No, between my mum and I, we came up with a plan that worked beautifully. I also had realistic goals because I knew I wouldn’t drop the weight in two months! It had taken nearly a year to gain all the weight so it would take longer to lose it. I made modest, short-term goals – 3kg, 4kg a month.
The first 20kg went in less than six months because there was so much to lose. After that my losses slowed down, but slowly and steadily, I kept at it and here I am. There’s no miracle cure, you just have to be disciplined and work hard. 

Speaking of your career, Toilet was such a huge success!
Toilet has definitely been one of my best experiences professionally. Dum Laga Ke Haisha will always be special because it was my first film ever, but Toilet was a game-changer.
In Dum Laga Ke Haisha people weren’t sure if I had what it takes because I was so new. Here was this urban girl trying to play a small town girl and people were constantly questioning that.
By the time I did Toilet, I’d already proven myself. I didn’t have anybody second-guessing my craft. 

Did Toilet help shift attitudes in India around the issue?
It definitely made people more aware of the problems and of all the things that are lacking. I’m not bashing India, because there are so many wonderful things and I’m a proud citizen. But as a society, we’ve become more aware of social injustices and inequalities, like sexism, poverty, lack of education and sanitation, thanks to better reporting and movies like Toilet. India is in a very interesting phase right now.

Soft gold and pastel lehenga completed with extravagant embroidery: Manish Malhotra. Jewellery: Amrapali

What was it like working with Akshay Kumar?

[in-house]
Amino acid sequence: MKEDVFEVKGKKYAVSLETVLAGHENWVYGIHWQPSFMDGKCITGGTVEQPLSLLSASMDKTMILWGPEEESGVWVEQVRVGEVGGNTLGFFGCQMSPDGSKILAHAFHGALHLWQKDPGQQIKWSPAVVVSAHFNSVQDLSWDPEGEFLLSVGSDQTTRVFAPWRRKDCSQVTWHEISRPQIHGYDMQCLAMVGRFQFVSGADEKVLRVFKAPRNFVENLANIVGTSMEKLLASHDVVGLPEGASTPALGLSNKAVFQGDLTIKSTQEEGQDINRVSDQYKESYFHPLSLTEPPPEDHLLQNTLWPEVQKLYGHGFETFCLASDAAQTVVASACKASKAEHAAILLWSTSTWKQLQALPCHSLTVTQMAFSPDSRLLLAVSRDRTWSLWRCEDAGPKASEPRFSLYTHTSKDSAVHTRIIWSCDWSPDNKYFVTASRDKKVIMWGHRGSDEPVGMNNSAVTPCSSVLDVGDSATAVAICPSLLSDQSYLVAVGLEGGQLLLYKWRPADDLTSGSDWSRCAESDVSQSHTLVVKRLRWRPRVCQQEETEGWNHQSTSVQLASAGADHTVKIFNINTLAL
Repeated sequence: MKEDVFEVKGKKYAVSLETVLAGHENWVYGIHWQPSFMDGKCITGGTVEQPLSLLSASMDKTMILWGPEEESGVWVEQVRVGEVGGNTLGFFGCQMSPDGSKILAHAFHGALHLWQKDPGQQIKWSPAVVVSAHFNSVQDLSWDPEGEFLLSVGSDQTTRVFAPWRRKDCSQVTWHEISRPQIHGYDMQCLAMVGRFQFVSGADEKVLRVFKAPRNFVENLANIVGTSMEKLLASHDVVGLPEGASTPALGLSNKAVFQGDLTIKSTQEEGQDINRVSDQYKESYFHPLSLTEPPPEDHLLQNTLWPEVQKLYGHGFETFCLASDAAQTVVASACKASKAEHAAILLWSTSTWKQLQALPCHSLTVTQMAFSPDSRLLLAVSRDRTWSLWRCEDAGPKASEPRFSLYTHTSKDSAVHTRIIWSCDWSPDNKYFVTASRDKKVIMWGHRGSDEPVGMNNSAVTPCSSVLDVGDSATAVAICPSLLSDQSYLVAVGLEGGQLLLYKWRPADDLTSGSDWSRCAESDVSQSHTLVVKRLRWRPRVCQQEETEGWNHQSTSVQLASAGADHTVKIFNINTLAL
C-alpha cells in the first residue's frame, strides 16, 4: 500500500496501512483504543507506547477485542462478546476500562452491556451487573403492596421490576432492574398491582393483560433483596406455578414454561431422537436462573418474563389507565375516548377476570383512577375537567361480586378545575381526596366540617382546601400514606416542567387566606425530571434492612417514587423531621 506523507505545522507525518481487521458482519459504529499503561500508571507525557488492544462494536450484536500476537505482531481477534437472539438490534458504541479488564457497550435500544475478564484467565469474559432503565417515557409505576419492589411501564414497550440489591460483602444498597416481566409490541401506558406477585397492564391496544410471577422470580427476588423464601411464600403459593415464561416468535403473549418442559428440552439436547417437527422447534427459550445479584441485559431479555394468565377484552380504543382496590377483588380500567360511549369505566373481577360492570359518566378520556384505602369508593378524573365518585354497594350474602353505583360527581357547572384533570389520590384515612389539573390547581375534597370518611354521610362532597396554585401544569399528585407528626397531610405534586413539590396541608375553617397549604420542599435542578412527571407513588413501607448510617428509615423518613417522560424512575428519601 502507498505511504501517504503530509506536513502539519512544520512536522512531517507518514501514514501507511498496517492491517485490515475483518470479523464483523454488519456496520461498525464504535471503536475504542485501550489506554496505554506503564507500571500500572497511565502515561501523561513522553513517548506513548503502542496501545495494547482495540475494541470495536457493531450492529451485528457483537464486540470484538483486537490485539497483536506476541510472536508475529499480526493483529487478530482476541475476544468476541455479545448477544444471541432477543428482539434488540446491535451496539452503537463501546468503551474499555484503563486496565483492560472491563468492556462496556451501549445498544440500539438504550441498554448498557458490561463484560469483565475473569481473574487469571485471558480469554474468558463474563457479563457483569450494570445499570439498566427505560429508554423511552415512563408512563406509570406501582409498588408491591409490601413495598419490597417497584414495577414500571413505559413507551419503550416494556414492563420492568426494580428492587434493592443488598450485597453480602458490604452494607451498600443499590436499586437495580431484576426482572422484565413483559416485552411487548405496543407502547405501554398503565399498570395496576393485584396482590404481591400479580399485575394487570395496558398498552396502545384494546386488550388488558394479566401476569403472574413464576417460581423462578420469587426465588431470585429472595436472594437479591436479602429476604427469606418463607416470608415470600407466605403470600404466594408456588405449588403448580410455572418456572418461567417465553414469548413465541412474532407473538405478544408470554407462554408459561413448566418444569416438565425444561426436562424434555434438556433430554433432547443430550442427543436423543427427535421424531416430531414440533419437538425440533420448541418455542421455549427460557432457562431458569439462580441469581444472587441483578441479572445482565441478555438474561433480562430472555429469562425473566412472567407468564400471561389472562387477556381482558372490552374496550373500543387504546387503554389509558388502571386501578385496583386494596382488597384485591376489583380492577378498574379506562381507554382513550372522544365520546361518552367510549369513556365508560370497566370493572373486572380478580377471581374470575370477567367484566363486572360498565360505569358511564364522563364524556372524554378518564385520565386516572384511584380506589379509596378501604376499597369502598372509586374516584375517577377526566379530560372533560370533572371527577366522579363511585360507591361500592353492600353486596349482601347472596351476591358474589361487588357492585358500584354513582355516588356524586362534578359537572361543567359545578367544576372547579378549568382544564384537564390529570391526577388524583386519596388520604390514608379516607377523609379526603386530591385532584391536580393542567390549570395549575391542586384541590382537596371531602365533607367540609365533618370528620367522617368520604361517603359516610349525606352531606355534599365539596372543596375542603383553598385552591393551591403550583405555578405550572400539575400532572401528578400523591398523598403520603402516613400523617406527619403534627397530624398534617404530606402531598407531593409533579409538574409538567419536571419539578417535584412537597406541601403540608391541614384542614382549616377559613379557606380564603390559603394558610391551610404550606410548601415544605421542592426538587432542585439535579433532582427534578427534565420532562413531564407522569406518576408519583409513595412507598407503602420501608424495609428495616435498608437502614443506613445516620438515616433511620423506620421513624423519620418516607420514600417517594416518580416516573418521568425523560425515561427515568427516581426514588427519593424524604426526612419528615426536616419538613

It was such a lovely experience. He has amazing qualities that I adopted as a newcomer. He’s punctual, professional, and so passionate about what he does. 

Who are your favourite designers? 
Nikhil Thampi - he’s a very dear friend. His style is very strong, very bold, very sexy and that’s what I’m all about. Apart from him, all the greats; Manish Malhotra, Tarun Tahiliani, Anita Dongre and Shehla Khan. 

Describe your style
Edgy. Strong. Sexy.

Bejewelled long-sleeve Empire line gown with sequin embroidery: Anita Dongre. Jewellery: Amrapali

Have you thought about who you’d wear on your Big Day?
Obviously Nikhil! I have total peace of mind that he’s always going to make sure I look amazing.

Is marriage on the cards anytime soon?
Haha no. I’m too busy concentrating on my career!

Who’s your fashion icon?
Cher is my style icon, but in India, Sonam [Kapoor] is the most stylish. 

Floor length jacket with plunging neckline. Styled with mint sheer net sari: Anita Dongre. Headpiece: Ra Abta Jewels, nosering: Amrapali

What are your 2018 goals?
Just to do keep doing lots of great work, and working towards building a great community and making changes in India through my films making a great impact. Also becoming a better person with every year that goes by.

What kind of changes do you hope to make in India?
The best tool I have to make a change is with my movies, because in India, everyone goes to the cinema. I’m not consciously choosing socially relevant films, but they’re good because not only are they entertaining and commercially viable, but they also have a little message that lasts long after you’ve finished your cinema popcorn. As I said, there are things that need fixing in India. There’s an entire generation that’s working towards making things that are wrong, right. I’m very proud to be part of that generation.

Hand embellished floral skirt with thread and sequin details: Manish Malhotra Metallic beaded strap top: Payal Singhal. Jewellery: Amrapali


Editor-in-Chief: Sonia Ullah
Creative Director: Manni Sahota
Fashion Editor: Vikas Rattu
Guest Stylist: Mohit Rai
Photography: Michael Sheller
Makeup: Gini Bhogal

Hair: Aamir Naveed


As seen in Khush Wedding Autumn issue KW17

Tags : Bhumi Pednekar  Bollywood  Actress  Manish Malhotra  Couture  Fashion  Style 
  Previous Article
Next Article   

Get Our FREE Newsletter